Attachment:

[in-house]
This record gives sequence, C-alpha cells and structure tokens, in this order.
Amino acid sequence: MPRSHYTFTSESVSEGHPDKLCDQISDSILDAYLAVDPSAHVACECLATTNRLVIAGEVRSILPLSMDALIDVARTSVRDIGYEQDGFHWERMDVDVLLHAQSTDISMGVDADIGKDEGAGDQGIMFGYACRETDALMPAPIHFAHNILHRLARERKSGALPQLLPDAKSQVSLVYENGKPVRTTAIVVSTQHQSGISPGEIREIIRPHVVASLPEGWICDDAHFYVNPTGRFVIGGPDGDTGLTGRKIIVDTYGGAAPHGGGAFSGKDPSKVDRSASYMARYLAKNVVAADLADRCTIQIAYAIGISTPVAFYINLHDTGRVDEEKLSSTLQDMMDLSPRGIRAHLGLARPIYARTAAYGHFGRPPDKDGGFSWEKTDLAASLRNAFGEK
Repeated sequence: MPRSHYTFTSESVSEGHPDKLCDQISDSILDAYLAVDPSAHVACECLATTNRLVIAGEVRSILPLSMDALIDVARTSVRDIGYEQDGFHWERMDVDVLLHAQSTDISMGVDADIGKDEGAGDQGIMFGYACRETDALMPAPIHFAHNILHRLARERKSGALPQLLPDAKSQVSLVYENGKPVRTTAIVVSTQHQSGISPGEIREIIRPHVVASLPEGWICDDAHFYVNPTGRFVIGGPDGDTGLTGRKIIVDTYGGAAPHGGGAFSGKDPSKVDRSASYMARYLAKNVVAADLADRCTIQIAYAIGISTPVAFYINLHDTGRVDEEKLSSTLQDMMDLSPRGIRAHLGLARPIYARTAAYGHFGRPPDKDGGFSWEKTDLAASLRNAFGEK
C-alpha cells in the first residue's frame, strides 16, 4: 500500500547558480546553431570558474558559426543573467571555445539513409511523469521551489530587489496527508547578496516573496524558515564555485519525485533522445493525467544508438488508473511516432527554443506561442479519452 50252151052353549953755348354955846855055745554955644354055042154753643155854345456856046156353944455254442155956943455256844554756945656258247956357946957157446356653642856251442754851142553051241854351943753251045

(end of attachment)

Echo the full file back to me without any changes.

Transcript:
[in-house]
This record gives sequence, C-alpha cells and structure tokens, in this order.
Amino acid sequence: MPRSHYTFTSESVSEGHPDKLCDQISDSILDAYLAVDPSAHVACECLATTNRLVIAGEVRSILPLSMDALIDVARTSVRDIGYEQDGFHWERMDVDVLLHAQSTDISMGVDADIGKDEGAGDQGIMFGYACRETDALMPAPIHFAHNILHRLARERKSGALPQLLPDAKSQVSLVYENGKPVRTTAIVVSTQHQSGISPGEIREIIRPHVVASLPEGWICDDAHFYVNPTGRFVIGGPDGDTGLTGRKIIVDTYGGAAPHGGGAFSGKDPSKVDRSASYMARYLAKNVVAADLADRCTIQIAYAIGISTPVAFYINLHDTGRVDEEKLSSTLQDMMDLSPRGIRAHLGLARPIYARTAAYGHFGRPPDKDGGFSWEKTDLAASLRNAFGEK
Repeated sequence: MPRSHYTFTSESVSEGHPDKLCDQISDSILDAYLAVDPSAHVACECLATTNRLVIAGEVRSILPLSMDALIDVARTSVRDIGYEQDGFHWERMDVDVLLHAQSTDISMGVDADIGKDEGAGDQGIMFGYACRETDALMPAPIHFAHNILHRLARERKSGALPQLLPDAKSQVSLVYENGKPVRTTAIVVSTQHQSGISPGEIREIIRPHVVASLPEGWICDDAHFYVNPTGRFVIGGPDGDTGLTGRKIIVDTYGGAAPHGGGAFSGKDPSKVDRSASYMARYLAKNVVAADLADRCTIQIAYAIGISTPVAFYINLHDTGRVDEEKLSSTLQDMMDLSPRGIRAHLGLARPIYARTAAYGHFGRPPDKDGGFSWEKTDLAASLRNAFGEK
C-alpha cells in the first residue's frame, strides 16, 4: 500500500547558480546553431570558474558559426543573467571555445539513409511523469521551489530587489496527508547578496516573496524558515564555485519525485533522445493525467544508438488508473511516432527554443506561442479519452 50252151052353549953755348354955846855055745554955644354055042154753643155854345456856046156353944455254442155956943455256844554756945656258247956357946957157446356653642856251442754851142553051241854351943753251045